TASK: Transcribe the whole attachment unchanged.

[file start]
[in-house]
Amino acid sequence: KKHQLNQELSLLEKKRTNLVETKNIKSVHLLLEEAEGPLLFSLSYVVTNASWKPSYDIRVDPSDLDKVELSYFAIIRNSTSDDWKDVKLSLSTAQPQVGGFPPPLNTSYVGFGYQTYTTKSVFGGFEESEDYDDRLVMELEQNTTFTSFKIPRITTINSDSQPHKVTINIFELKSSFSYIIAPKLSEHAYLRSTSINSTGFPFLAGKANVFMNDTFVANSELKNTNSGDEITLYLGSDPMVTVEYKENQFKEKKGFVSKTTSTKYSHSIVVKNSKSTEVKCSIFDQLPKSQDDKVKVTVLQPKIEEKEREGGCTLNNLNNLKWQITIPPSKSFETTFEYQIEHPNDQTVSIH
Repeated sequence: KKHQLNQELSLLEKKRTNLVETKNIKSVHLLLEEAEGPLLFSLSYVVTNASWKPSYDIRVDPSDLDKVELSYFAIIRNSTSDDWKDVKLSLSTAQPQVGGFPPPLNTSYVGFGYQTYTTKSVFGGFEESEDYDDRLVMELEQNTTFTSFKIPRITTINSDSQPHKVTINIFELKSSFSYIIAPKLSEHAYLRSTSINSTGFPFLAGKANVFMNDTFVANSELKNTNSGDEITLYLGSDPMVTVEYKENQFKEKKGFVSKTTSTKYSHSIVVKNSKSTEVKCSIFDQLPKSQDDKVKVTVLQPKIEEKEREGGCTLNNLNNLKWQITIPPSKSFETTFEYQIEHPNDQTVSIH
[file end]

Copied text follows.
[in-house]
Amino acid sequence: KKHQLNQELSLLEKKRTNLVETKNIKSVHLLLEEAEGPLLFSLSYVVTNASWKPSYDIRVDPSDLDKVELSYFAIIRNSTSDDWKDVKLSLSTAQPQVGGFPPPLNTSYVGFGYQTYTTKSVFGGFEESEDYDDRLVMELEQNTTFTSFKIPRITTINSDSQPHKVTINIFELKSSFSYIIAPKLSEHAYLRSTSINSTGFPFLAGKANVFMNDTFVANSELKNTNSGDEITLYLGSDPMVTVEYKENQFKEKKGFVSKTTSTKYSHSIVVKNSKSTEVKCSIFDQLPKSQDDKVKVTVLQPKIEEKEREGGCTLNNLNNLKWQITIPPSKSFETTFEYQIEHPNDQTVSIH
Repeated sequence: KKHQLNQELSLLEKKRTNLVETKNIKSVHLLLEEAEGPLLFSLSYVVTNASWKPSYDIRVDPSDLDKVELSYFAIIRNSTSDDWKDVKLSLSTAQPQVGGFPPPLNTSYVGFGYQTYTTKSVFGGFEESEDYDDRLVMELEQNTTFTSFKIPRITTINSDSQPHKVTINIFELKSSFSYIIAPKLSEHAYLRSTSINSTGFPFLAGKANVFMNDTFVANSELKNTNSGDEITLYLGSDPMVTVEYKENQFKEKKGFVSKTTSTKYSHSIVVKNSKSTEVKCSIFDQLPKSQDDKVKVTVLQPKIEEKEREGGCTLNNLNNLKWQITIPPSKSFETTFEYQIEHPNDQTVSIH